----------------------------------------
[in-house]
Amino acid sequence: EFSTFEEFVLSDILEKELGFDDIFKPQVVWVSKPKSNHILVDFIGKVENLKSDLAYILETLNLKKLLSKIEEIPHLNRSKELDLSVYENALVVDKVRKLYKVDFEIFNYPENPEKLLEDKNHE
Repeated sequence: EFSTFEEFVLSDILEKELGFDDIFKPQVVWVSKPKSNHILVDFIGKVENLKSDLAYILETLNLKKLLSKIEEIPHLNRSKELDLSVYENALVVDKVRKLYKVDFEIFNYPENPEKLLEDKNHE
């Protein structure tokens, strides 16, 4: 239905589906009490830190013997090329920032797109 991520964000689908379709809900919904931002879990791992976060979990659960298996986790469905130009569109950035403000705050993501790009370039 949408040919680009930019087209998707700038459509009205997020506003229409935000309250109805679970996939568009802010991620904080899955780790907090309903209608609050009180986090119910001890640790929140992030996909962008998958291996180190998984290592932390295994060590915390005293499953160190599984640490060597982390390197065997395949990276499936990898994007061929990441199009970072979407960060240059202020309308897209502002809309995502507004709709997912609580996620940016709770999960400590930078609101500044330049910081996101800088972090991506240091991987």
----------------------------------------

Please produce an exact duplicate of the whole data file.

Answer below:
[in-house]
Amino acid sequence: EFSTFEEFVLSDILEKELGFDDIFKPQVVWVSKPKSNHILVDFIGKVENLKSDLAYILETLNLKKLLSKIEEIPHLNRSKELDLSVYENALVVDKVRKLYKVDFEIFNYPENPEKLLEDKNHE
Repeated sequence: EFSTFEEFVLSDILEKELGFDDIFKPQVVWVSKPKSNHILVDFIGKVENLKSDLAYILETLNLKKLLSKIEEIPHLNRSKELDLSVYENALVVDKVRKLYKVDFEIFNYPENPEKLLEDKNHE
């Protein structure tokens, strides 16, 4: 239905589906009490830190013997090329920032797109 991520964000689908379709809900919904931002879990791992976060979990659960298996986790469905130009569109950035403000705050993501790009370039 949408040919680009930019087209998707700038459509009205997020506003229409935000309250109805679970996939568009802010991620904080899955780790907090309903209608609050009180986090119910001890640790929140992030996909962008998958291996180190998984290592932390295994060590915390005293499953160190599984640490060597982390390197065997395949990276499936990898994007061929990441199009970072979407960060240059202020309308897209502002809309995502507004709709997912609580996620940016709770999960400590930078609101500044330049910081996101800088972090991506240091991987």